Oooooooh, Enzo Amore. I legit loved Enzo and Big Cass, I really did. They were an oasis of silly catch phrases, off-the-wall humor and most of all fun in a WWE era that’s often not terribly fun to watch. Sure, neither of them were technical marvels in the ring, but they had personality, dammit, and personality goes a long way in the world of professional wrestling. Amore was easily the best promo guy in the entire company and together Enzo and Cass were giving the New Day some stiff competition for the title of WWE’s most entertaining active tag team.
As an unfortunate byproduct of growing up in the asshole of the Midwest, I live in a city, but I’ve never truly experienced The City. I’ve spent pretty extensive amounts of time in places like Los Angeles, Chicago and Minneapolis, but I’ve never fully immersed myself in the everyday chaos that is living in the clutches of of a wasteland dominated by skyscrapers and surrounded on all sides by unforgiving concrete and steel. I’ve never lived in that grotesque, hyper-active human funk that I imagine city life to be; I’ve only been a long-term guest at best, a lame-ass tourist at worst. Fortunately I can live vicariously through Diapsiquir’s A.N.T.I., an album that epitomizes what I imagine existence in the bowels of urban Hell to be.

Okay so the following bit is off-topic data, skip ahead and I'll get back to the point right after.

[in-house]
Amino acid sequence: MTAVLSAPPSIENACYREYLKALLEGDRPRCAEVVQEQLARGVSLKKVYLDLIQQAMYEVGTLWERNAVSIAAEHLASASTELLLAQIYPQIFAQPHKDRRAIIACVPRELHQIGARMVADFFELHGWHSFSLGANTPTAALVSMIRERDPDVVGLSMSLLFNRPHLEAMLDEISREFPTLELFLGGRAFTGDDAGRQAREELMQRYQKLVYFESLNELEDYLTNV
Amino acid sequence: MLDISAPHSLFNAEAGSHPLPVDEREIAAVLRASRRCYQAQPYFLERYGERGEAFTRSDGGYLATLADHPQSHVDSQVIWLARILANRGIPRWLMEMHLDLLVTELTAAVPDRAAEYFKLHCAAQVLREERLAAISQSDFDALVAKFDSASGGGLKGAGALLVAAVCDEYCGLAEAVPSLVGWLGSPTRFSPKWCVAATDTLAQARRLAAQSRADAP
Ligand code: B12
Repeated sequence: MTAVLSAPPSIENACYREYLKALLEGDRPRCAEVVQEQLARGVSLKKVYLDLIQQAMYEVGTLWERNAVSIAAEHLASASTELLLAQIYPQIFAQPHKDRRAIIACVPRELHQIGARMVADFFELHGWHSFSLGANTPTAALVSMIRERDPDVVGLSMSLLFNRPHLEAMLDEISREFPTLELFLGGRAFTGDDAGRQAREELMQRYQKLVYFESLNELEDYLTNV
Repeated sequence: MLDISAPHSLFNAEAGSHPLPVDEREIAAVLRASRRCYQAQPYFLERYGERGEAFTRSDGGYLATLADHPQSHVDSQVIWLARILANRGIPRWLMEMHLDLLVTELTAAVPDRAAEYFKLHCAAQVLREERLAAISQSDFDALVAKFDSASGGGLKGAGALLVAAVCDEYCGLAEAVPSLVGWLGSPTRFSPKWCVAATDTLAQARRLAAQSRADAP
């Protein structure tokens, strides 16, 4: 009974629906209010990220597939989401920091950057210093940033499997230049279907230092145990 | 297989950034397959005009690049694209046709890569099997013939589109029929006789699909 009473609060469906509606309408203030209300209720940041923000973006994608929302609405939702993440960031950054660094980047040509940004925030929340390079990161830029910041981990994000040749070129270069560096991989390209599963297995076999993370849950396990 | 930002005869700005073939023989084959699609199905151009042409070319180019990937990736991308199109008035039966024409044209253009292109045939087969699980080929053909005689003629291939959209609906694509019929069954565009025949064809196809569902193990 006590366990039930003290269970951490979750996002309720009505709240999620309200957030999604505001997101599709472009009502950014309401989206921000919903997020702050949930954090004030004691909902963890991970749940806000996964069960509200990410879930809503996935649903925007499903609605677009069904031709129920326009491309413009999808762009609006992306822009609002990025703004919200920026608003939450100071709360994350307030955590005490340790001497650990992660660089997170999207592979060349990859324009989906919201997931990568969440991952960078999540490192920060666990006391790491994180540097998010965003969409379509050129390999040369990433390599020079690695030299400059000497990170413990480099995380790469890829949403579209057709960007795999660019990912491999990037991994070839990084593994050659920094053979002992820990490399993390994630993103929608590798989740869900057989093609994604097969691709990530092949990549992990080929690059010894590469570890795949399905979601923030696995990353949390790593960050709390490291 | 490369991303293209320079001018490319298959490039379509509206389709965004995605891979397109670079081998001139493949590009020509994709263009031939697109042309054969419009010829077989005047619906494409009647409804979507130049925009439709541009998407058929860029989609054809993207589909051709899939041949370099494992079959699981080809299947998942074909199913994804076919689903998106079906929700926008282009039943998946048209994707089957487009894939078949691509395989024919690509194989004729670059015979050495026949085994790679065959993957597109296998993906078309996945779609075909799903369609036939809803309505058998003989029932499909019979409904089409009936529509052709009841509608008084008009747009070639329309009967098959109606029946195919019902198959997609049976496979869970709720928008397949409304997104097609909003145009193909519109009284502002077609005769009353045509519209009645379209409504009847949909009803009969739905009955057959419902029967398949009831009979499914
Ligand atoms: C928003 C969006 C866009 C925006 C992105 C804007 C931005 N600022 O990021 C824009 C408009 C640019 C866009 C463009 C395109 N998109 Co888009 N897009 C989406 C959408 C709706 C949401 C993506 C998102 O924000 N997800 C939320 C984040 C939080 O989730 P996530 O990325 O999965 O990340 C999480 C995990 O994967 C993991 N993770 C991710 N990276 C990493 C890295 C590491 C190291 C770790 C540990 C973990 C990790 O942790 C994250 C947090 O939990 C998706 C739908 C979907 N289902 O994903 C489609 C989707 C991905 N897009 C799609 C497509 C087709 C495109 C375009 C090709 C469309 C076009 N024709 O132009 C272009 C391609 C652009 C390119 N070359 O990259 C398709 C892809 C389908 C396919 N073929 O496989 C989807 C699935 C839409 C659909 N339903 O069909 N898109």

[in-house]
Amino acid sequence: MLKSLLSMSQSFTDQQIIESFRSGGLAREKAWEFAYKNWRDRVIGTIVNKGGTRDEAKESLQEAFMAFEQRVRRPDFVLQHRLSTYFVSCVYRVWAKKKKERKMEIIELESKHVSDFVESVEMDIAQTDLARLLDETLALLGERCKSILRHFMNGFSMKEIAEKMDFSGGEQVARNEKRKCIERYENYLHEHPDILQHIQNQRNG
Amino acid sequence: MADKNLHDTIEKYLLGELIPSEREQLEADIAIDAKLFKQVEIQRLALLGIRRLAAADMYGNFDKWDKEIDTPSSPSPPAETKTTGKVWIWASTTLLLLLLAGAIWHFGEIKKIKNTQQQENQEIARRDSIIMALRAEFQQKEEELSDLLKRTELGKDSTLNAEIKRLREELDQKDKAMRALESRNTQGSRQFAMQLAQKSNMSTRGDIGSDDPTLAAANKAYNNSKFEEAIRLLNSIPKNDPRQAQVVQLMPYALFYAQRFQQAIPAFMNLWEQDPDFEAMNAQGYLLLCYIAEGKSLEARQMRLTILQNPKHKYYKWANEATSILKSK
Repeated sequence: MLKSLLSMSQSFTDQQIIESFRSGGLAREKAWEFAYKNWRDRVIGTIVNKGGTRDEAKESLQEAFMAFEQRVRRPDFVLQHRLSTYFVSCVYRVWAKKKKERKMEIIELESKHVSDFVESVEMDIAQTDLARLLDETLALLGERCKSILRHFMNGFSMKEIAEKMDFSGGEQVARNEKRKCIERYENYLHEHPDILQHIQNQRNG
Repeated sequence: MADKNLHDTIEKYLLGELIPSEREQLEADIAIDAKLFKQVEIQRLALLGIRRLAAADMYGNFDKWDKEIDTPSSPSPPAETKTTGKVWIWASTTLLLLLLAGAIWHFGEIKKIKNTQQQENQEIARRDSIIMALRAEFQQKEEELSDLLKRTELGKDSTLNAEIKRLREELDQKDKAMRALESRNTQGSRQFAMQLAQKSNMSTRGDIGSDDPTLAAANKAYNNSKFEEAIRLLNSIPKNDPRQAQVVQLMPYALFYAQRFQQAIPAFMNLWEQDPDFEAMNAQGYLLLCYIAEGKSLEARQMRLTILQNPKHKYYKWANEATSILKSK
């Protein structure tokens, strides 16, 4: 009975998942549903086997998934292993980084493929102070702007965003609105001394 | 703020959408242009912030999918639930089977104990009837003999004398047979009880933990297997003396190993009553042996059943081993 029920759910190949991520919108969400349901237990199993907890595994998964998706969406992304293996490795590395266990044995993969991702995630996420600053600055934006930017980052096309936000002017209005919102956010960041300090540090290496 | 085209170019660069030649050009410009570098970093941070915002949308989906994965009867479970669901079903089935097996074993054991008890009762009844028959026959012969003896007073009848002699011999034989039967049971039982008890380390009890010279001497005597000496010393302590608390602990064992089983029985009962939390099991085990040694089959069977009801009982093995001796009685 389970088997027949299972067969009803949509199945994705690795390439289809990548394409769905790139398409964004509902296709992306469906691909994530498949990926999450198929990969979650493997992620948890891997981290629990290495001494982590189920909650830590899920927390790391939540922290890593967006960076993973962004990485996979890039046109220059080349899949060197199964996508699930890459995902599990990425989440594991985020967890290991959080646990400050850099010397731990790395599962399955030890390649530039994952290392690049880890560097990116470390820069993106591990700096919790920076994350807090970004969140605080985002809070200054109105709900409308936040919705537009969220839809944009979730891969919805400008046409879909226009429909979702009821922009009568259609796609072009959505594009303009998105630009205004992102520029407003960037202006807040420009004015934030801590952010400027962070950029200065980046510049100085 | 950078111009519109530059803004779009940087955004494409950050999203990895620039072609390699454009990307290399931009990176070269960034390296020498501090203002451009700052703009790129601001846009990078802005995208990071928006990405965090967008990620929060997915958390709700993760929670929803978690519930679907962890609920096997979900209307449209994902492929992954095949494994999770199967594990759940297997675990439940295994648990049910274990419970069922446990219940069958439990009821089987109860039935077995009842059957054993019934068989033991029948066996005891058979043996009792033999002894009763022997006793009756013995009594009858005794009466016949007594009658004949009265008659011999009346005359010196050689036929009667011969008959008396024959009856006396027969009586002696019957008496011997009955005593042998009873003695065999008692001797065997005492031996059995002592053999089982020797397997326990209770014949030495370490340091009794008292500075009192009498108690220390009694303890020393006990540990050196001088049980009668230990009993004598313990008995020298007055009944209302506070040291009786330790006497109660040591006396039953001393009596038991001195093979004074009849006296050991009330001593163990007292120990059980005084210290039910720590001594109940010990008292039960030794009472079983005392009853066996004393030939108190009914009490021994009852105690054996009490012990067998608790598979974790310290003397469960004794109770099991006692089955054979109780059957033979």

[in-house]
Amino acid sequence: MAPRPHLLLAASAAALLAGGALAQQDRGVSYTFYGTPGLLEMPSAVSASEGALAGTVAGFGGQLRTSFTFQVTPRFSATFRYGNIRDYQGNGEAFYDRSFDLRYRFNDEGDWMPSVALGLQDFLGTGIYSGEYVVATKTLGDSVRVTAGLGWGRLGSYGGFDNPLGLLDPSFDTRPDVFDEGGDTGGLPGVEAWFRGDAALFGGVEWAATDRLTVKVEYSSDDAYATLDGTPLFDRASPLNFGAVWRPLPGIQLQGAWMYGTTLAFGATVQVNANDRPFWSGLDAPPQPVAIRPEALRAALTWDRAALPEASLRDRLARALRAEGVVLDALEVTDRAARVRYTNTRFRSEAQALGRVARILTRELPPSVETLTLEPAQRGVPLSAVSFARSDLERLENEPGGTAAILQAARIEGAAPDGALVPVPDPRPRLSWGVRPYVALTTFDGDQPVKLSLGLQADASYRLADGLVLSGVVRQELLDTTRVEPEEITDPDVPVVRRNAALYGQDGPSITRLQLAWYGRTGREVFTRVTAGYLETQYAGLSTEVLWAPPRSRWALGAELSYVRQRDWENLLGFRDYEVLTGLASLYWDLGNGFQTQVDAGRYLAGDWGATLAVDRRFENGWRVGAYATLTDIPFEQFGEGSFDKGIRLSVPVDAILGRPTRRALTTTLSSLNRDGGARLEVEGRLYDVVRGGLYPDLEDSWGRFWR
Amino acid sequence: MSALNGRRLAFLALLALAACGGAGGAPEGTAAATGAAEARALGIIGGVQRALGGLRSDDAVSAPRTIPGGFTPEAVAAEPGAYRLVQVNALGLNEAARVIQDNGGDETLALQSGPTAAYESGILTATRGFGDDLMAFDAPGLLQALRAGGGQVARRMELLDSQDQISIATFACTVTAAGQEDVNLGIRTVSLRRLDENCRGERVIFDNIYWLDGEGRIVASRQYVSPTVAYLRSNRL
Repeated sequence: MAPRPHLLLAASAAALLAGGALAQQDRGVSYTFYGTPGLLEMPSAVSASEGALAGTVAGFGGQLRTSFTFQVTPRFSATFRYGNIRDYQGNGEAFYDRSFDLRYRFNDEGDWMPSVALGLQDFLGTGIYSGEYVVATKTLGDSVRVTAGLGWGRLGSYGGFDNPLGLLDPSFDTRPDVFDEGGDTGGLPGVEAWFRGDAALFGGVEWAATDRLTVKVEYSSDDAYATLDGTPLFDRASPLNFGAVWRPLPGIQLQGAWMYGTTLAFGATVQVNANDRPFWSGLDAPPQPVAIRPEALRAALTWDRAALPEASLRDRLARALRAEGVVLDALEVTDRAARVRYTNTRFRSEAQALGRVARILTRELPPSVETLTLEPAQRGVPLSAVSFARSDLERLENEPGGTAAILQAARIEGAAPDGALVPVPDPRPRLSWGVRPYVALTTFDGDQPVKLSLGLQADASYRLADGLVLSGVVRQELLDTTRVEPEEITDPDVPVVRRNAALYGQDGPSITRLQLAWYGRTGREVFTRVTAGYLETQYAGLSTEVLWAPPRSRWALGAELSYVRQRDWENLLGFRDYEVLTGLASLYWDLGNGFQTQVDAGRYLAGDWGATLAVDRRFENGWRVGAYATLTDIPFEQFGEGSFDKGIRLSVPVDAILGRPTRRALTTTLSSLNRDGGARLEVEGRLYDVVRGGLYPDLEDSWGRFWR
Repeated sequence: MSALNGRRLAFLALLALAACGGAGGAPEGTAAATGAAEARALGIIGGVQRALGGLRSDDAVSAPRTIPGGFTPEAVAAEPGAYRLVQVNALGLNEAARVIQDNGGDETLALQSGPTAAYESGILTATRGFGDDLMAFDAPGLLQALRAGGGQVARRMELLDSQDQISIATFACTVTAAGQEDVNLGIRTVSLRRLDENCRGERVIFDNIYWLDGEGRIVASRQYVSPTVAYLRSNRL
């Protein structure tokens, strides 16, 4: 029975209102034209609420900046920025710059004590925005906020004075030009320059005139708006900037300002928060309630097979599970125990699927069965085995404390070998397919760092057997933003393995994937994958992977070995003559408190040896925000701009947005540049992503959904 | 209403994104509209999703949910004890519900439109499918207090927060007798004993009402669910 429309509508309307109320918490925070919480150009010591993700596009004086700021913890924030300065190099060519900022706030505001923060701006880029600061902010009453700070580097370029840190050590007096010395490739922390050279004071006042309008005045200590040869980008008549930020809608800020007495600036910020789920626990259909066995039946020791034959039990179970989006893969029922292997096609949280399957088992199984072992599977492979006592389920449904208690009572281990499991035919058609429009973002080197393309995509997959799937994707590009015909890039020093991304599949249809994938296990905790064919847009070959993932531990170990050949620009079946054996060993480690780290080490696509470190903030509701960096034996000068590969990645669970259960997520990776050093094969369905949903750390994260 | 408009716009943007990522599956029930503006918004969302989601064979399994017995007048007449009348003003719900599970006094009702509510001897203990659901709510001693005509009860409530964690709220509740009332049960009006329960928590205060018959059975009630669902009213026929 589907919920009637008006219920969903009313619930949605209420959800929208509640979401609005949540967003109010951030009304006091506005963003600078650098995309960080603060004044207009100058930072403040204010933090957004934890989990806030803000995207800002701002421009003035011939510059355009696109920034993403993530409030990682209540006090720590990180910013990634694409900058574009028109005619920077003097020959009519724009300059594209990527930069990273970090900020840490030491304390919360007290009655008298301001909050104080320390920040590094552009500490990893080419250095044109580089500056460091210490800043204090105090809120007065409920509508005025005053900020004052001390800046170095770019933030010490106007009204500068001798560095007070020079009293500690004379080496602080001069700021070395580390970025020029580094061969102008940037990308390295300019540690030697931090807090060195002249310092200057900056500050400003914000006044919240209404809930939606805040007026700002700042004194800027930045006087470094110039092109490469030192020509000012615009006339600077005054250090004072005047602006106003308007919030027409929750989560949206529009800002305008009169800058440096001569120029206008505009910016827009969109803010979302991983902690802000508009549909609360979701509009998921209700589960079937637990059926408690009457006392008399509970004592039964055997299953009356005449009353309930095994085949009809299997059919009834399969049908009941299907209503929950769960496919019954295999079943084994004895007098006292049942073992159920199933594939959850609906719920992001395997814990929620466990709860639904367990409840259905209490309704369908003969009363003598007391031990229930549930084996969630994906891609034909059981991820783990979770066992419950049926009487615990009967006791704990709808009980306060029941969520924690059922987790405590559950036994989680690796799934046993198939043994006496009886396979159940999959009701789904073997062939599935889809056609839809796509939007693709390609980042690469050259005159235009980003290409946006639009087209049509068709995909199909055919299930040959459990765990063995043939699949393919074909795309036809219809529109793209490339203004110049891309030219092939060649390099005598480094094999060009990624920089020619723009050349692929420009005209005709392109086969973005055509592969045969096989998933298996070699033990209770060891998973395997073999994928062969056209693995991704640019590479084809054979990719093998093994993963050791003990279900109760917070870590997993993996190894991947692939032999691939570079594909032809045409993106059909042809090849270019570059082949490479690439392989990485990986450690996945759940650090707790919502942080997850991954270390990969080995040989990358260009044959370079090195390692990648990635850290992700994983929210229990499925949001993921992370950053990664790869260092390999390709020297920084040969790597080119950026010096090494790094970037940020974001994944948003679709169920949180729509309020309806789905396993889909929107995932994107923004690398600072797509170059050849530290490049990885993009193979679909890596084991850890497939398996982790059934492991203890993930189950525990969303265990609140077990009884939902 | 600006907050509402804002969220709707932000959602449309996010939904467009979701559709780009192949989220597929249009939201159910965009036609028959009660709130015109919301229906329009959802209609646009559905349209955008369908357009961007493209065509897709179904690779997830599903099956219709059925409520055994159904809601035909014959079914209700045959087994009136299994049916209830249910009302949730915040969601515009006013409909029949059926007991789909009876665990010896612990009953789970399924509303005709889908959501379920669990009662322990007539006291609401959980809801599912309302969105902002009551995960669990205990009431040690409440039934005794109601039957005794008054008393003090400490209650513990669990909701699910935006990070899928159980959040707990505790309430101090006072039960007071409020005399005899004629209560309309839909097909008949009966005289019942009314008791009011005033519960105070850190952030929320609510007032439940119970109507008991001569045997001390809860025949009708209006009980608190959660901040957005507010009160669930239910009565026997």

To say that the noise-rap trio known as Death Grips sticks out like a sore thumb amongst the vapid ranks that comprise the average modern major label roster is probably the understatement of the century. Yet somehow the Sacramento, CA-based group managed to ink a deal with Epic Records, bringing their utterly unique brand of confrontational hip hop to the masses with The Money Store, the first of two albums set to be released in 2012. I don’t typically look to the majors for such a high level of craftmanship, let alone innovation, so it is a complete shock to the system hearing Death Grips’ singular brand of musical mind-fuck coming from that often dunderheaded corner of the music biz.
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